Information Technology We upgraded our operating software to version 4 which has enhanced features designed to improve the overall management information system and the lending module. With the upgrade comes a lot of possibilities in terms of integrating various solutions that can be deployed seamlessly and enhance communication amongst users, suppliers and customers. A diagnostics review of the operating software Bankers Realm was commissioned with the view to strengthen and leverage the management information system to better support the operations of the business as well as evaluate the adequacy and capacity of the system to establish whether it can support our growth and expansion plans. While we are pleased with the outcome of the adequacy of the system to support the future growth of the Company, we have contracted the same IT consulting firm to conduct data cleaning up, training of our staff, enhance system performance through a review of the various data transmission options as well as the development of a robust user manual for the system which will roll over into next year.

Human resources Reliance is committed to being an employer of choice underscored by its mission of ‘Changing Lives’ which existing and prospective staff are encouraged to embrace. The red carpet service promised to our customers can only be delivered by people who are passionate about the mission.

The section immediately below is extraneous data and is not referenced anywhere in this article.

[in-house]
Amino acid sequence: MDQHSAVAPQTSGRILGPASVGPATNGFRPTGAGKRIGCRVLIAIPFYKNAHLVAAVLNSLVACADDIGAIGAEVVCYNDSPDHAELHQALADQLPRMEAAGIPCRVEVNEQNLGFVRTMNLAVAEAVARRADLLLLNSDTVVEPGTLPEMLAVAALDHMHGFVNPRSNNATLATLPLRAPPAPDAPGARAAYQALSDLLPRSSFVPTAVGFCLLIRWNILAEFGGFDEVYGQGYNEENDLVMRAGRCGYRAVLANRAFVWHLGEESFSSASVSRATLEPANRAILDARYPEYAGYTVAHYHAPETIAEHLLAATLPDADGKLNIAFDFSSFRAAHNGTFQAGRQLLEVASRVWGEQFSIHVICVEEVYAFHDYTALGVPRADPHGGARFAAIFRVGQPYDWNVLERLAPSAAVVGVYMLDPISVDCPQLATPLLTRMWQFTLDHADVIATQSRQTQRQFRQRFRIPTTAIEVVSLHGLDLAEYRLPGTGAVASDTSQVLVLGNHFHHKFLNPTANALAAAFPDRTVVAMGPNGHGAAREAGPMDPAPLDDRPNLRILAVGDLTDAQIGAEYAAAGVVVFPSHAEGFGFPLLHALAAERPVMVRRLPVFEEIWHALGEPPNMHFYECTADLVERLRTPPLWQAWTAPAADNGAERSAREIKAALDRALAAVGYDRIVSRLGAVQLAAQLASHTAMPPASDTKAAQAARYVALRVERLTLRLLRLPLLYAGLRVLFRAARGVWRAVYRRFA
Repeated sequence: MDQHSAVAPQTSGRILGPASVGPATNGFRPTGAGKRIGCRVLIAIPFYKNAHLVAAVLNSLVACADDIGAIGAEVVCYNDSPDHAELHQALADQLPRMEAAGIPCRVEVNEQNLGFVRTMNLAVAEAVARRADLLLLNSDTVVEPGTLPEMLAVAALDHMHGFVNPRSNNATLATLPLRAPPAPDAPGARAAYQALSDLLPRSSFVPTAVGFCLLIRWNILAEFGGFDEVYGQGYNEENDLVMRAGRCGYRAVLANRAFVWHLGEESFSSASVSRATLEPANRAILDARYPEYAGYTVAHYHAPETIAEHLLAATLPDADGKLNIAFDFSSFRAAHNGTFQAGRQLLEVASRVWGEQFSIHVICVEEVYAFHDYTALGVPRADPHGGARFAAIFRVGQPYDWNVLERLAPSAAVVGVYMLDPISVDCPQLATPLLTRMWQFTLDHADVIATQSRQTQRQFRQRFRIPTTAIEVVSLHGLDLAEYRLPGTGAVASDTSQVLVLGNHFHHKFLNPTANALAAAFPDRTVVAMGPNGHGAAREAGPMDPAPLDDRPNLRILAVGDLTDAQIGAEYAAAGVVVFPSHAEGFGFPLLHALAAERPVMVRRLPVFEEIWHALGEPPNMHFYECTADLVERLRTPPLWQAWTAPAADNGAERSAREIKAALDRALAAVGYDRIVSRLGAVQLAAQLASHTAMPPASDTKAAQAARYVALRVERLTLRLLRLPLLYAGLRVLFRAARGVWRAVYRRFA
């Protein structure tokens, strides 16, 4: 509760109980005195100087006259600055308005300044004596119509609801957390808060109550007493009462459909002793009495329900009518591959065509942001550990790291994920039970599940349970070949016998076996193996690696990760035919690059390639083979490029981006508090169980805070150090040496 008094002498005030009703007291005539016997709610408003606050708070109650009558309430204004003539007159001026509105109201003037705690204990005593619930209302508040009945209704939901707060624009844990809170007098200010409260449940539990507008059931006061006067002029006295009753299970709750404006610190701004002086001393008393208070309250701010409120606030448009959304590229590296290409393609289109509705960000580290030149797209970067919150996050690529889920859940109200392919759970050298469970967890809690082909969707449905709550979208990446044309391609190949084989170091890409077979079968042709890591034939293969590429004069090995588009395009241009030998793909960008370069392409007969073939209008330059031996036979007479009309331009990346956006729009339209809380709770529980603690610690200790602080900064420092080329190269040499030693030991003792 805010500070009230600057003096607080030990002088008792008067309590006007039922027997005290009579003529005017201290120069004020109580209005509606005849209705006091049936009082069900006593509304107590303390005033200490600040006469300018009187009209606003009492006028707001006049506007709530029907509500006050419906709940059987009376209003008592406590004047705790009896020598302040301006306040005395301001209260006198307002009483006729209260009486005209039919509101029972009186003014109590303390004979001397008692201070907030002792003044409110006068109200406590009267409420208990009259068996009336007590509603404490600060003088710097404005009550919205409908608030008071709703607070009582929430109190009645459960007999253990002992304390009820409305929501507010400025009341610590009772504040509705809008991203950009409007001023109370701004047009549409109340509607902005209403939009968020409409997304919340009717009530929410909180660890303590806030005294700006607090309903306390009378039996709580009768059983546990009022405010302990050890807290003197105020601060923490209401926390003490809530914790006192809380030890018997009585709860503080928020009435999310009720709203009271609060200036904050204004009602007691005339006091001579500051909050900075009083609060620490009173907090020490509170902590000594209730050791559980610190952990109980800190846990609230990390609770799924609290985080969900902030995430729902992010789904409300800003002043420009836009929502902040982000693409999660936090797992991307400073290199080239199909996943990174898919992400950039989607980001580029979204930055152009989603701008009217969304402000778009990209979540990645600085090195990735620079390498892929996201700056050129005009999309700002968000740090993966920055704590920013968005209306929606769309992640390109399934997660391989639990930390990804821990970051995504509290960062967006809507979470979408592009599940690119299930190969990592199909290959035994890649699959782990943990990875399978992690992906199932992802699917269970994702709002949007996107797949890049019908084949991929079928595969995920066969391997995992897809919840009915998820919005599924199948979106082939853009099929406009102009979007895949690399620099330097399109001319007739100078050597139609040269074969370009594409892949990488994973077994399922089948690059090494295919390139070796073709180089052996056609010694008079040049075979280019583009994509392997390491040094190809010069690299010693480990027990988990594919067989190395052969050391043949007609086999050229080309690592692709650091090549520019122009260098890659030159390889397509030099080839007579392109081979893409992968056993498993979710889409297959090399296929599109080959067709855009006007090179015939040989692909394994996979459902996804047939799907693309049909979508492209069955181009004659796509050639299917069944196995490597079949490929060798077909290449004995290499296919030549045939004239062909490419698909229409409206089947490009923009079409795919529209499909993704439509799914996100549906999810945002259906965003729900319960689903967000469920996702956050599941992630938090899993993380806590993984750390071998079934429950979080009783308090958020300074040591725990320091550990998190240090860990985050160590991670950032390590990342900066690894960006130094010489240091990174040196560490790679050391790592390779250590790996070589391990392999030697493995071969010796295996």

and the Officer assisting. The first step has been to align the priorities of the department to the strategic direction of Reliance, and then to define the roadmap for the Human Resource function to support the business in achieving its goals. Since Reliance is a young and growing organization, the first operational area to receive attention was recruiting, and the department has upgraded its procedures and methods. Close behind was the need to focus on performance management - how Reliance’s managers define strong performance, monitor it, give feedback, reward it, and cope with under-performance. Job descriptions, employee performance targets, individual Personal Development Plans, and a “Fair & Firm” program have been created or improved. To ensure that employees are properly prepared to meet their performance targets and their supervisors are able to manage effectively, attention is being given to training and development. The core training plan for the employees of the Company for the year ahead has been completed. An assessment of additional training needs and a review of the induction process are under way. In the area of talent management, the Reliance Human Resources Committee has conducted a Succession Planning session and initiated an informal program for high potential managers. Finally, the HR department has outlined a strategy for promoting retention.

Early in 2008, Prinny Anderson was appointed as Human Resources consultant to support the development of the Human Resources function by working closely with the Head of Human Resources 19